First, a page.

It is difficult to understand why CDA proposes to prioritize funding for early childhood centers, street and sidewalk improvements, child care, crime prevention, financial literacy and counseling, health services, neighborhood clean-ups and beautification, resident leadership training and development, and youth services in MVA clusters D, E, F and G (Target Area 2) and clusters H and I (Target Area 3). There is no rational relationship that suggests a higher need for these services in the selected MVA clusters. Furthermore, this method does not necessarily target services at all: Target Area 2 contains 45 percent and Area 3 contains 22 percent of all block groups in the City, leaving just 34 percent of the City outside one of these general “target areas.” This can hardly be considered “geographic targeting.”

Another curious aspect of the City’s proposed 2017 CDBG and HOME funding priorities is that they fail to prioritize programs and projects in the Promise Zone. The Promise Zone is a City-County collaboration through which an area that includes most of North St. Louis City and a large section of North St. Louis County has been designated by the federal government for funding preferences under a variety of federal programs. It has a total population of 200,000, distributed roughly evenly between the City and County. The area has high unemployment, crime, mortality, and homelessness rates, as well as many vacant lots and abandoned buildings. We encourage the City to take full advantage of the Promise Zone designation by supporting local CDBG and HOME funding proposals that seek additional funding under direct competitive grant programs for projects within the Promise Zone area.

By developing the current Consolidated Plan and implementing administrative changes to processes for assigning CDBG and HOME funds the City has taken the first important steps in a longer term evolution toward a better place-based community development planning and funding system. Objective evaluation that uses data collection and citizen input to explore gaps in services and facilities should drive the solicitation of proposals for CDBG funding. We will not see the real leveraging and benefits that consolidated planning can achieve until we start to develop more targeted, coordinated strategies behind residential and commercial development, public facilities, the delivery of employment training, child care, youth development, and other services.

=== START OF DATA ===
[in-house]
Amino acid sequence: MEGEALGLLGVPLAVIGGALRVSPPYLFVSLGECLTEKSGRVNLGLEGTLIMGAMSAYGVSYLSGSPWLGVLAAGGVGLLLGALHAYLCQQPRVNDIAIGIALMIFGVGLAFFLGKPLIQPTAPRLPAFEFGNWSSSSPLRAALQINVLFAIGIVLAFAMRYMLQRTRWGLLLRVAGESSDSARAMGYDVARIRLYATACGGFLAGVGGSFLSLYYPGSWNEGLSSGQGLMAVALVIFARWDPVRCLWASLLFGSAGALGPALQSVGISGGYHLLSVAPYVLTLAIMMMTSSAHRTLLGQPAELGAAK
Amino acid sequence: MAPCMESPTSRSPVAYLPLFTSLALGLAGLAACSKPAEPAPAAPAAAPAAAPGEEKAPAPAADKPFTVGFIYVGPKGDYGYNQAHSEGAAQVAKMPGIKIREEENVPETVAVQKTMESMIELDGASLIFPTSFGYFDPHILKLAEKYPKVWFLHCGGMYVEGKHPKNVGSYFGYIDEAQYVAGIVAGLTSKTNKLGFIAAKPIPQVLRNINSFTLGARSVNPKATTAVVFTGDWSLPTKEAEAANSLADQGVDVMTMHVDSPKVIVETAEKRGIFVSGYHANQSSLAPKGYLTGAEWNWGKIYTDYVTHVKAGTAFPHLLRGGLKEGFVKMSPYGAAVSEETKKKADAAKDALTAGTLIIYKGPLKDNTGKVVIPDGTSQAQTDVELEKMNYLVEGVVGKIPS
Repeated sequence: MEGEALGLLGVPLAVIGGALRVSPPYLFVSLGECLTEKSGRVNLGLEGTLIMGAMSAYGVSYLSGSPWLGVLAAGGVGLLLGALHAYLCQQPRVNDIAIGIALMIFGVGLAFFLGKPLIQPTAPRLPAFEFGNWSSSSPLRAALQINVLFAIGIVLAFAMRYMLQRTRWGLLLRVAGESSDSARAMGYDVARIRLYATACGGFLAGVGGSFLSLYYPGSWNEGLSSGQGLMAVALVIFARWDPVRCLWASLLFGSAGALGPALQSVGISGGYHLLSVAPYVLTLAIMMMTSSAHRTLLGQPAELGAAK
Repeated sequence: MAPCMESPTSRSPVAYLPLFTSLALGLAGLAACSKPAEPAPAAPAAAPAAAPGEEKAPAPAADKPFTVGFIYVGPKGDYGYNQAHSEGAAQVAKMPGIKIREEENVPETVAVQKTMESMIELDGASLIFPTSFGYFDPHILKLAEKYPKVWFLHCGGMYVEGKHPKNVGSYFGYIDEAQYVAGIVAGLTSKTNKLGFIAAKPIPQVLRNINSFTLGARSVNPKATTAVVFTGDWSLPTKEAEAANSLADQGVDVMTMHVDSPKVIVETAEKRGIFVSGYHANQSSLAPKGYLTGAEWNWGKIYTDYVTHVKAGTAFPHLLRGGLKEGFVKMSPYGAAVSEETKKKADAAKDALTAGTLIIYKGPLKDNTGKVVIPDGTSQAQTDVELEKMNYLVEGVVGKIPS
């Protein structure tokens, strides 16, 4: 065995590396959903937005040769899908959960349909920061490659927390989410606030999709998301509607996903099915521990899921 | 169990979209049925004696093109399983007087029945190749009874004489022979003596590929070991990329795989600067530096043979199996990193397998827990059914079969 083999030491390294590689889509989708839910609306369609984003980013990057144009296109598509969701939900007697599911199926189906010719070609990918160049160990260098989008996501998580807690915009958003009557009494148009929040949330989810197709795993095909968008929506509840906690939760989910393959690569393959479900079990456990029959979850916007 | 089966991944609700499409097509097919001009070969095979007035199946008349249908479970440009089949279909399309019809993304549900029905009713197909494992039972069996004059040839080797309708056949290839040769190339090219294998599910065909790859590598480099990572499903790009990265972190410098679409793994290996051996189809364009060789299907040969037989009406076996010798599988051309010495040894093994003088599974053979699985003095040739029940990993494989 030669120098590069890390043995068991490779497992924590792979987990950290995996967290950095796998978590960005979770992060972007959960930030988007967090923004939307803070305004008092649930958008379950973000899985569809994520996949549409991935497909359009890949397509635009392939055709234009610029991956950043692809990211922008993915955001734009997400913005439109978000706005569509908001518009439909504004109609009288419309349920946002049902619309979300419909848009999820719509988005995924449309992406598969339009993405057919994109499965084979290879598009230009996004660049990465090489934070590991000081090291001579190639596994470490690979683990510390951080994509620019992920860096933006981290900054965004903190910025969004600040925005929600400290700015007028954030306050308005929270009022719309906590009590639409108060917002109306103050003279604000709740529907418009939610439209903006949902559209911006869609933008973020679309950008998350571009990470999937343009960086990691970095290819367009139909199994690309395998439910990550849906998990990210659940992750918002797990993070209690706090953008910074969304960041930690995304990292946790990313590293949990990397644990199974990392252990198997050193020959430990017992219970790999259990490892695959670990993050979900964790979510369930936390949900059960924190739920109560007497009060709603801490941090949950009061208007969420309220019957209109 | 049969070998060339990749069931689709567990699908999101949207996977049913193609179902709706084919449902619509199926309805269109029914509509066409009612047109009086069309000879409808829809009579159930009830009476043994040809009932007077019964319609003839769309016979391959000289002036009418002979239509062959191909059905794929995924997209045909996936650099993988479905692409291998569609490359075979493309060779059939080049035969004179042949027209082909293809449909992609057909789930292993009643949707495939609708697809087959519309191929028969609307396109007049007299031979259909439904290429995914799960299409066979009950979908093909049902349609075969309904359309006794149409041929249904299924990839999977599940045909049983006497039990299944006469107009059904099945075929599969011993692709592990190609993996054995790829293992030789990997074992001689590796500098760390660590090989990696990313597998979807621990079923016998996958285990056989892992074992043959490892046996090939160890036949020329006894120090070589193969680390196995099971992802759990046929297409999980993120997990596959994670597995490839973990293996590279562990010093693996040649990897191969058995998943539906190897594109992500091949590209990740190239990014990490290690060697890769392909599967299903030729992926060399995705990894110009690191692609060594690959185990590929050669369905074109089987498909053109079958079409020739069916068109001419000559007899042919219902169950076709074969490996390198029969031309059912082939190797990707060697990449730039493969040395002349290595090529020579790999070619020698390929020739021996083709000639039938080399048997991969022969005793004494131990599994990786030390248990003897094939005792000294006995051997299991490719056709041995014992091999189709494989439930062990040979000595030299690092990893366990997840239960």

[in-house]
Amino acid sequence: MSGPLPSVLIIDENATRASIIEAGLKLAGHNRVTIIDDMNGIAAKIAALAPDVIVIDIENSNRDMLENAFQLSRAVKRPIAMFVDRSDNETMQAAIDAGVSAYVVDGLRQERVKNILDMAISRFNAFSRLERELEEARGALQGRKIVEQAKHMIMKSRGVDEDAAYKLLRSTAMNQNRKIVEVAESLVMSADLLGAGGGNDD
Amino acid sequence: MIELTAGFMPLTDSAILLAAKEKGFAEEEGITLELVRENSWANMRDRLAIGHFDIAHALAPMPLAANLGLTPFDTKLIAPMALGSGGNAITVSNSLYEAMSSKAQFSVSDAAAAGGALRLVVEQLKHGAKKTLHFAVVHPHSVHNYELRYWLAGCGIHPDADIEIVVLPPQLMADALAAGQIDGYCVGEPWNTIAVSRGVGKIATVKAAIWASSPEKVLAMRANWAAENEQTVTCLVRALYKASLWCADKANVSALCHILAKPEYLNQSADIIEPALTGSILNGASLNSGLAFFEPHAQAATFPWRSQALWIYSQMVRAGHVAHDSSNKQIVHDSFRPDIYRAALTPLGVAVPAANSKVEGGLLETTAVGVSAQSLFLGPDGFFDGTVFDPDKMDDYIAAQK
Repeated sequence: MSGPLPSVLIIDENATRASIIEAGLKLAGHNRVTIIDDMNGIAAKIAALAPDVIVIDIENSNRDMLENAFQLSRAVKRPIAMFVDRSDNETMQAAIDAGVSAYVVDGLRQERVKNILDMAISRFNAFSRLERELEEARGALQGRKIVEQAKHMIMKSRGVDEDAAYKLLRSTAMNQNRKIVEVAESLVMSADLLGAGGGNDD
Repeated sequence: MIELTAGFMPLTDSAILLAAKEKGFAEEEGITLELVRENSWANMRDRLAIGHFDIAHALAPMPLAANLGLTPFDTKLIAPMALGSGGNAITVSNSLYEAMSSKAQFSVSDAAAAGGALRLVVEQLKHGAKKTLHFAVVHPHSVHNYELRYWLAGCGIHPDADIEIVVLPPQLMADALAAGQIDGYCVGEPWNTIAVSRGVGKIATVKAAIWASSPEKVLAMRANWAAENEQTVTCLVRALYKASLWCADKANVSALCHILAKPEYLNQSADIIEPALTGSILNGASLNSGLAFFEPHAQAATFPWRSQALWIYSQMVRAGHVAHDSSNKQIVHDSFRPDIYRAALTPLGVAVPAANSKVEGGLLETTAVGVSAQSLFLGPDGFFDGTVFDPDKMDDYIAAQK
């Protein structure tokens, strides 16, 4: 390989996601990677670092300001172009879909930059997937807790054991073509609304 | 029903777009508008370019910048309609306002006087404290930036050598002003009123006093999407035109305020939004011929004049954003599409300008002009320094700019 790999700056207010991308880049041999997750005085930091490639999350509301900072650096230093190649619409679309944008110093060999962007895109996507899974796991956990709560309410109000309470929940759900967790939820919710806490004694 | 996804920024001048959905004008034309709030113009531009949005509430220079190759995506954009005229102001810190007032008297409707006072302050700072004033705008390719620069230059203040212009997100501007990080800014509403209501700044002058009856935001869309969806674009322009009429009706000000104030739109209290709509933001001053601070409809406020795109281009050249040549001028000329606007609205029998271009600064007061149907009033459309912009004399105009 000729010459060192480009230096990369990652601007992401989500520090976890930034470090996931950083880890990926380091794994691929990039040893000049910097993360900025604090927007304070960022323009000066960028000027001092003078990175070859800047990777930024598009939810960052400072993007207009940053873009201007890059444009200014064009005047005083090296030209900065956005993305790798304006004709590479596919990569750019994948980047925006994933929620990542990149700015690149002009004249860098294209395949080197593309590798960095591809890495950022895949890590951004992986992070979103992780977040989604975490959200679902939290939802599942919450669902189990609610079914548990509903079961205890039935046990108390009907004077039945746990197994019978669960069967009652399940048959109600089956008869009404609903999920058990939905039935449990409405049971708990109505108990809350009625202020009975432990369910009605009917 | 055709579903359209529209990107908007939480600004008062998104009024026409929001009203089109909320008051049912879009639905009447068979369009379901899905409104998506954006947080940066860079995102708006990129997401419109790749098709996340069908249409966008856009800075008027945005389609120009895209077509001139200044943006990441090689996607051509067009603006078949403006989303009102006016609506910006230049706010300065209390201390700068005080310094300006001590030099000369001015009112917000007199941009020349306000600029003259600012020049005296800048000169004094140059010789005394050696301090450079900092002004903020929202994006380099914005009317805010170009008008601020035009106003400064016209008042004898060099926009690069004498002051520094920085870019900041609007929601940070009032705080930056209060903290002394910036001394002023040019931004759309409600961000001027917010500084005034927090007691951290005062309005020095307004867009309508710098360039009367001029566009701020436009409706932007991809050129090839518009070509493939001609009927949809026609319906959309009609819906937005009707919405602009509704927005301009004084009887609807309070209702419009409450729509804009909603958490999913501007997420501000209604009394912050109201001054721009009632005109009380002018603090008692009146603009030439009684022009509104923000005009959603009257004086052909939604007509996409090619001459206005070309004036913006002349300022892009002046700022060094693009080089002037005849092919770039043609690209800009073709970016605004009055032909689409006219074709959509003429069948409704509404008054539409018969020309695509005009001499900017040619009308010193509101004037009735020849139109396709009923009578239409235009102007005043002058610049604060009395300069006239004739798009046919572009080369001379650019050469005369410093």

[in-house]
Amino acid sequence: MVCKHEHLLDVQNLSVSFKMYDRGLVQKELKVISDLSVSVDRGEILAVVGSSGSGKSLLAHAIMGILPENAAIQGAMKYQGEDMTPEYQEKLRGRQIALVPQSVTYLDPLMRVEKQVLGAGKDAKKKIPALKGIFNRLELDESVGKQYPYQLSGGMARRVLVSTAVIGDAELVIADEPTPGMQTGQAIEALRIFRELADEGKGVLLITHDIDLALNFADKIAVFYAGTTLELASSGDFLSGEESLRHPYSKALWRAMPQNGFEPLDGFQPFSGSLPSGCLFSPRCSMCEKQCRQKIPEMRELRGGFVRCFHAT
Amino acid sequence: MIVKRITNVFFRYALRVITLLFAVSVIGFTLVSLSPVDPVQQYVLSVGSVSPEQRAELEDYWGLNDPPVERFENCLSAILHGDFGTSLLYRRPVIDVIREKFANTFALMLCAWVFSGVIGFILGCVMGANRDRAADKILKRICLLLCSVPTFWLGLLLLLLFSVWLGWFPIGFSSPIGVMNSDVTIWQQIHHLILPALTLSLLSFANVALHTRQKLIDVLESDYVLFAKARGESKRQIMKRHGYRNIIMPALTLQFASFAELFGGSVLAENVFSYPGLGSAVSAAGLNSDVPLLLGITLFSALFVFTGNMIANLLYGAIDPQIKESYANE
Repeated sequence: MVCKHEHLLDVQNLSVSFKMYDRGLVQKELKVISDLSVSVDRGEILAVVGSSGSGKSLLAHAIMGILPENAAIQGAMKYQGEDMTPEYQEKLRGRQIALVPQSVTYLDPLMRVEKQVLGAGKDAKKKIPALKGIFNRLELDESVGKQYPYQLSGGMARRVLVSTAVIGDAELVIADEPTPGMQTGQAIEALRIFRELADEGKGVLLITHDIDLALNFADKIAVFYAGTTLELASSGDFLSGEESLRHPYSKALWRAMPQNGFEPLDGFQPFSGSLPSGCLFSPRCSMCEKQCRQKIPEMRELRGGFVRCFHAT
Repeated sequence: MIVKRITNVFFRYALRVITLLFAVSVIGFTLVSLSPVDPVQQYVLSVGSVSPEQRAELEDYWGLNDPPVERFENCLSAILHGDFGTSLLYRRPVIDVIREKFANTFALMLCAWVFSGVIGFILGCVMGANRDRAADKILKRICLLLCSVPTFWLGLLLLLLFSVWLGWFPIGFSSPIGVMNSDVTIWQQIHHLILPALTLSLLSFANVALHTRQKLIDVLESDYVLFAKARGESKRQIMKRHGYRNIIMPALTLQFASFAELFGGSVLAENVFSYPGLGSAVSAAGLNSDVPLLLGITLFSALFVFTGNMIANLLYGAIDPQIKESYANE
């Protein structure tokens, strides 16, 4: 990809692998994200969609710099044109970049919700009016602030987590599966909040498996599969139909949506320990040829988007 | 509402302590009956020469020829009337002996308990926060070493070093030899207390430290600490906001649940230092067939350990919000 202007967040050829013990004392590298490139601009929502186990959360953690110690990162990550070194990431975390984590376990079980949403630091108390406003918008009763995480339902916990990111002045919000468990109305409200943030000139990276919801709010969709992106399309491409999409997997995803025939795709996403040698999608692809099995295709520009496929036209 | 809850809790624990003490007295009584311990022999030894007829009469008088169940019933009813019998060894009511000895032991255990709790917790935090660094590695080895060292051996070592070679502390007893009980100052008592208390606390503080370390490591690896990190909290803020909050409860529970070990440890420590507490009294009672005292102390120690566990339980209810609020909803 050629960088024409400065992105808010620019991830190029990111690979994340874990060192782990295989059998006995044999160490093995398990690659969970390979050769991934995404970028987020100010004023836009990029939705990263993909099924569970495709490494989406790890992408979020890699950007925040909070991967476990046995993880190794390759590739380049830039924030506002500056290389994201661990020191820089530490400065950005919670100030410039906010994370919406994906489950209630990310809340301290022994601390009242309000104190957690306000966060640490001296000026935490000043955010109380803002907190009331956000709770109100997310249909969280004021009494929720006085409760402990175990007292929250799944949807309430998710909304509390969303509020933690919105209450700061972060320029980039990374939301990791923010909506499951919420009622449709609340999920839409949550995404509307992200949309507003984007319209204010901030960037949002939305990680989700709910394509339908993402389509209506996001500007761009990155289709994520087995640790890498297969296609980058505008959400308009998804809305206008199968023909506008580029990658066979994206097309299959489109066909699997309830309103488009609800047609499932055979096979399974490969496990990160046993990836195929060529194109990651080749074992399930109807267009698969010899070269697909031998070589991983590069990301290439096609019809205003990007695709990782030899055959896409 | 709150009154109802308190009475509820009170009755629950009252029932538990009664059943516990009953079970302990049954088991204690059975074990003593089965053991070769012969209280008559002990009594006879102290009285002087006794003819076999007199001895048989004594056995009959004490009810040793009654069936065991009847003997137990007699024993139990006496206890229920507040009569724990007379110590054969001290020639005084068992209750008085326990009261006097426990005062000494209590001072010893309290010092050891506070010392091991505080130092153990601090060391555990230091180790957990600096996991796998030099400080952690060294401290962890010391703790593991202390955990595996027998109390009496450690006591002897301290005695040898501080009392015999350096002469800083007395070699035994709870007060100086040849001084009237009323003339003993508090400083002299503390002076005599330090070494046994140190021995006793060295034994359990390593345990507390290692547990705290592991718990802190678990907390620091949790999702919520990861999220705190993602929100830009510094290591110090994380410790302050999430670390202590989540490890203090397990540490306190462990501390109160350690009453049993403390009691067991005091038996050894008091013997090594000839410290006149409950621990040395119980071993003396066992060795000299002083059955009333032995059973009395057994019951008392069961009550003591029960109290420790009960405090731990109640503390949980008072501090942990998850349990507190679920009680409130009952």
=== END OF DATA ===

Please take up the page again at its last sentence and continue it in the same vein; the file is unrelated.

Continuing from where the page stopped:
We need this targeting and coordination to more effectively attract foundation and other funding that can leverage the City’s community development efforts. We should all encourage and help the City to continue to build on its progress and shape a more sustainable community development planning and funding system. Rise encourages others to participate in the process by providing feedback on CDA’s proposed 2017 funding priorities and 2017 Annual Action Plan and by taking part in other ongoing opportunities for input into the local community development planning and funding system.

Articles in “From the Field” represent the opinions of the author only and do not represent the views of the Community Builders Network of Metro St. Louis or the University of Missouri-St. Louis.